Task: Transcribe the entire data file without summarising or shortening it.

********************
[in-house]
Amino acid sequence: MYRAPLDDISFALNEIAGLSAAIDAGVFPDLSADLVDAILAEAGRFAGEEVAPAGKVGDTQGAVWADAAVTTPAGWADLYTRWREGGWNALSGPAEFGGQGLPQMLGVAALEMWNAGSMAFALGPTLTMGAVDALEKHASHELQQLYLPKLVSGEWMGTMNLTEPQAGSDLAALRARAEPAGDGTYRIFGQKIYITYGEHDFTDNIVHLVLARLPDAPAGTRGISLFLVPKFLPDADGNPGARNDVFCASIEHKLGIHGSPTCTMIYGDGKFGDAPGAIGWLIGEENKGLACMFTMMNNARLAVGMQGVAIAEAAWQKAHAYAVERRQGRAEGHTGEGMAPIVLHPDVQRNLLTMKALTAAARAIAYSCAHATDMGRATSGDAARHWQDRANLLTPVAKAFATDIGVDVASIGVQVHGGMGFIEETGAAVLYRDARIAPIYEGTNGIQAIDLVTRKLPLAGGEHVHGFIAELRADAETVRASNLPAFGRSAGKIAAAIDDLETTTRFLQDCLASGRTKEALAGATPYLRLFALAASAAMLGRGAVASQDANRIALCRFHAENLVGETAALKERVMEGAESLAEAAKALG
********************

[in-house]
Amino acid sequence: MYRAPLDDISFALNEIAGLSAAIDAGVFPDLSADLVDAILAEAGRFAGEEVAPAGKVGDTQGAVWADAAVTTPAGWADLYTRWREGGWNALSGPAEFGGQGLPQMLGVAALEMWNAGSMAFALGPTLTMGAVDALEKHASHELQQLYLPKLVSGEWMGTMNLTEPQAGSDLAALRARAEPAGDGTYRIFGQKIYITYGEHDFTDNIVHLVLARLPDAPAGTRGISLFLVPKFLPDADGNPGARNDVFCASIEHKLGIHGSPTCTMIYGDGKFGDAPGAIGWLIGEENKGLACMFTMMNNARLAVGMQGVAIAEAAWQKAHAYAVERRQGRAEGHTGEGMAPIVLHPDVQRNLLTMKALTAAARAIAYSCAHATDMGRATSGDAARHWQDRANLLTPVAKAFATDIGVDVASIGVQVHGGMGFIEETGAAVLYRDARIAPIYEGTNGIQAIDLVTRKLPLAGGEHVHGFIAELRADAETVRASNLPAFGRSAGKIAAAIDDLETTTRFLQDCLASGRTKEALAGATPYLRLFALAASAAMLGRGAVASQDANRIALCRFHAENLVGETAALKERVMEGAESLAEAAKALG